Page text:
The mall owner still is concerned about a “reverse course” scenario of pandemic reclosures.
Nearly a year after the COVID-19 pandemic forced widespread business shutdowns, Regency Centers Corp. says 97% of the tenants in its shopping centers are open.
However, the Jacksonville-based company is remaining cautious in its outlook in case a “reverse-course” scenario forces closures again in 2021.
“Despite a rise in cases in most markets and increased restrictions in some, we have been encouraged by continued improvement in our operating results and this is driven by further meaningful progress on rent collections,” CEO Lisa Palmer said last week during Regency’s quarterly conference call with analysts.
Regency reported fourth-quarter funds from operations of 76 cents a share, down from $1 the previous year.
That was an improvement from its FFO of 61 cents in the second quarter and 60 cents in the third quarter of 2020 as the impact of the pandemic affected its tenants.
The results beat the consensus forecast of 72 cents by analysts surveyed by Zacks Investment Research.
FFO measures earnings excluding certain noncash charges and is a commonly used analytic for evaluating the performance of real estate investment companies.
Regency had collected 92% of fourth-quarter rents as of Feb. 8 at its 411 properties across the country, many of which are grocery-anchored shopping centers.
“The hardest hit categories however, especially in the more restricted markets, are still lagging,” Palmer said.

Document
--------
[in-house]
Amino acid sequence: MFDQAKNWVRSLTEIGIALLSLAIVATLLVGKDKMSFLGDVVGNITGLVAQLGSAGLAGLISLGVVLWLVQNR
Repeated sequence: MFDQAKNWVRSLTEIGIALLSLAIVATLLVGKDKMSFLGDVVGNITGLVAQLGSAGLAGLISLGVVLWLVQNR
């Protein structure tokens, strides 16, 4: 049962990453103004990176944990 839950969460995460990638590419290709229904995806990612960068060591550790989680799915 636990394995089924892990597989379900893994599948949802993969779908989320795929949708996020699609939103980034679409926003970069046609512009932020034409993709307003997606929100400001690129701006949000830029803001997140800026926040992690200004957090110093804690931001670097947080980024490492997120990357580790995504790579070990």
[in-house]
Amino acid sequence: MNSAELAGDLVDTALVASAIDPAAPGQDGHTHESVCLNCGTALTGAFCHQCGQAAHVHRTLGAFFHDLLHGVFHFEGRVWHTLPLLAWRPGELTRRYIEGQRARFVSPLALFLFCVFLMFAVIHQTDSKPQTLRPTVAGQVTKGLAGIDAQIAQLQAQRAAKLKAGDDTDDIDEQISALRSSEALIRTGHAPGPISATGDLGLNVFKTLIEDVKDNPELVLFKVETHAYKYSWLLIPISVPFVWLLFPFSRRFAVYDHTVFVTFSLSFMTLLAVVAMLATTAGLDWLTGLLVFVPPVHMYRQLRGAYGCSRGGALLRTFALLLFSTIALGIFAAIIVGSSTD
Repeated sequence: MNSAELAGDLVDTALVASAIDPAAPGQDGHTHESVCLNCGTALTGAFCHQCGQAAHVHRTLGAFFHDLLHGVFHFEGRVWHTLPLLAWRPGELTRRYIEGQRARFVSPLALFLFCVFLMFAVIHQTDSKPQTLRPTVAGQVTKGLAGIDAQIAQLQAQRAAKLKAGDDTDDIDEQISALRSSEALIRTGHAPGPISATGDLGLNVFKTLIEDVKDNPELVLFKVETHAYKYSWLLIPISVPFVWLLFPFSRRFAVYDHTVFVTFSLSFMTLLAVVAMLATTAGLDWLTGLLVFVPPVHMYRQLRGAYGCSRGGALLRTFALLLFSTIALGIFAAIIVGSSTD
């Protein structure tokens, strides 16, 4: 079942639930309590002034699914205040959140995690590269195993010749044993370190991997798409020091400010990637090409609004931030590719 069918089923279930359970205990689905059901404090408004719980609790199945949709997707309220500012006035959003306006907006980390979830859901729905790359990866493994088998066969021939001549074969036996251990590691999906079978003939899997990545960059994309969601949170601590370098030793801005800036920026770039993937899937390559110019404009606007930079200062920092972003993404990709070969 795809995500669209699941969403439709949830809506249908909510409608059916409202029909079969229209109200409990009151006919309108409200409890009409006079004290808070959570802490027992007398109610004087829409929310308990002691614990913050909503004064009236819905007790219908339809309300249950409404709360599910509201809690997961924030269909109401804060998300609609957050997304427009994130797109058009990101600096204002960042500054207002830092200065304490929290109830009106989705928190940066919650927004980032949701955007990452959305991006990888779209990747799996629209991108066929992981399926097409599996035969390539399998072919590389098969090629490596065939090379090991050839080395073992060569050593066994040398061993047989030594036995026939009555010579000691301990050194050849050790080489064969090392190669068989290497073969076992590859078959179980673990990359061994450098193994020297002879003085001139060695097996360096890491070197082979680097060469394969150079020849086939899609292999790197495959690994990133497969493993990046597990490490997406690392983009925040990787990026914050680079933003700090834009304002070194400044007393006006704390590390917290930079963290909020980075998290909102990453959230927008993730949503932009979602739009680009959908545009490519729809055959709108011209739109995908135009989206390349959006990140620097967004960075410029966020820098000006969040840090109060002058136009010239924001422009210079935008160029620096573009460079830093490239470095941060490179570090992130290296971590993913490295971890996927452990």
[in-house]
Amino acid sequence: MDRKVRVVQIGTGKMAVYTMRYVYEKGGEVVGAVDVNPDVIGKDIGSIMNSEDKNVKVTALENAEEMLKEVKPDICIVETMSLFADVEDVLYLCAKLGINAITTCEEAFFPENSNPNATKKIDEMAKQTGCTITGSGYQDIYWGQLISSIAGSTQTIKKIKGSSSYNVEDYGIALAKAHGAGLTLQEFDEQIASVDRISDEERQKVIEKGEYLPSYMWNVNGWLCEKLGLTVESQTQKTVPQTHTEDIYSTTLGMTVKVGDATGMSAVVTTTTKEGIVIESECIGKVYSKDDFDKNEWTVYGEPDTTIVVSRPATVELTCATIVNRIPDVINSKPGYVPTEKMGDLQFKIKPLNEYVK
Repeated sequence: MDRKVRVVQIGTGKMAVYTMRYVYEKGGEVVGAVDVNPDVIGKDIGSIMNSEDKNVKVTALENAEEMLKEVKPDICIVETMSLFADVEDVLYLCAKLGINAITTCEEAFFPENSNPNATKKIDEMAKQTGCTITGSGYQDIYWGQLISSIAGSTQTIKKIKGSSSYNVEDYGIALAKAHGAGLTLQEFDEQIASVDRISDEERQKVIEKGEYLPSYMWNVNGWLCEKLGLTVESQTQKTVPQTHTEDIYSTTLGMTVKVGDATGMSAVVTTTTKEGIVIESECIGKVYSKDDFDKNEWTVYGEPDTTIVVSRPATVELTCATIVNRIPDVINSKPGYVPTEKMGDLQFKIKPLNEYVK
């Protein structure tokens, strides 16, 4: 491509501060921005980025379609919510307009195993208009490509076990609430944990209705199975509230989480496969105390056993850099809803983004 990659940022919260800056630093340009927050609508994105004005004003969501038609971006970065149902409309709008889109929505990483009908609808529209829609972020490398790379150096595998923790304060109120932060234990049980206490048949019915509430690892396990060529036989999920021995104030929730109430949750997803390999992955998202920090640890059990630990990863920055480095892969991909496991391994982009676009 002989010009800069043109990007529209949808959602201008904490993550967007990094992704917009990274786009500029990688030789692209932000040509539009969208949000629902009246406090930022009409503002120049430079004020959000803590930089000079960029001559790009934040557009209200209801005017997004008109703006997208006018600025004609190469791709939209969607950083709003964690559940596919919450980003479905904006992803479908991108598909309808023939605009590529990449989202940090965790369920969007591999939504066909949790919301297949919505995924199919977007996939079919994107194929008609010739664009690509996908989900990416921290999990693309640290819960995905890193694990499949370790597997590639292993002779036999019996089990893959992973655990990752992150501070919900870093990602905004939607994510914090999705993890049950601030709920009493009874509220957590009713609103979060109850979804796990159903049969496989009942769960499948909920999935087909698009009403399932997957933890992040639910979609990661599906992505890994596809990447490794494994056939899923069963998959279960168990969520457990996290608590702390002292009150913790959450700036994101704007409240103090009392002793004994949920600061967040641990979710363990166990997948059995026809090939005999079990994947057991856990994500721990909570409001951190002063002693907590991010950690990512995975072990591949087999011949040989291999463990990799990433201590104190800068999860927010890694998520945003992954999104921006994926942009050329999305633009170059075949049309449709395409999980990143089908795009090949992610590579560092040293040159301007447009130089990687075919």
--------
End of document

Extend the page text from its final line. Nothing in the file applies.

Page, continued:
“Many entertainment, fitness, sit-down restaurants, and personal service centers are still either not allowed to open or are operating with severe capacity restrictions. This has had the greatest impact on our local small shop operators,” she said.
Regency’s properties were 92.3% leased at the end of 2020. All but two of its 19 properties in the Jacksonville market exceeded 90% occupancy.
The exceptions were the Mandarin Landing center anchored by Whole Foods in South Jacksonville at 89.1% and the South Beach Regional center anchored by Home Depot and Trader Joe’s in Jacksonville Beach at 85.8%.
A Stein Mart store in the Jacksonville Beach center on Florida A1A north of Butler Boulevard closed in October as that Jacksonville-based retailer went out of business.
Office Depot closed its store in Mandarin Landing on San Jose Boulevard north of Interstate 295 in November.
Regency also reported its planned East San Marco center anchored by a Publix supermarket is 74% leased as construction begins on the property at 2039 Hendricks Ave.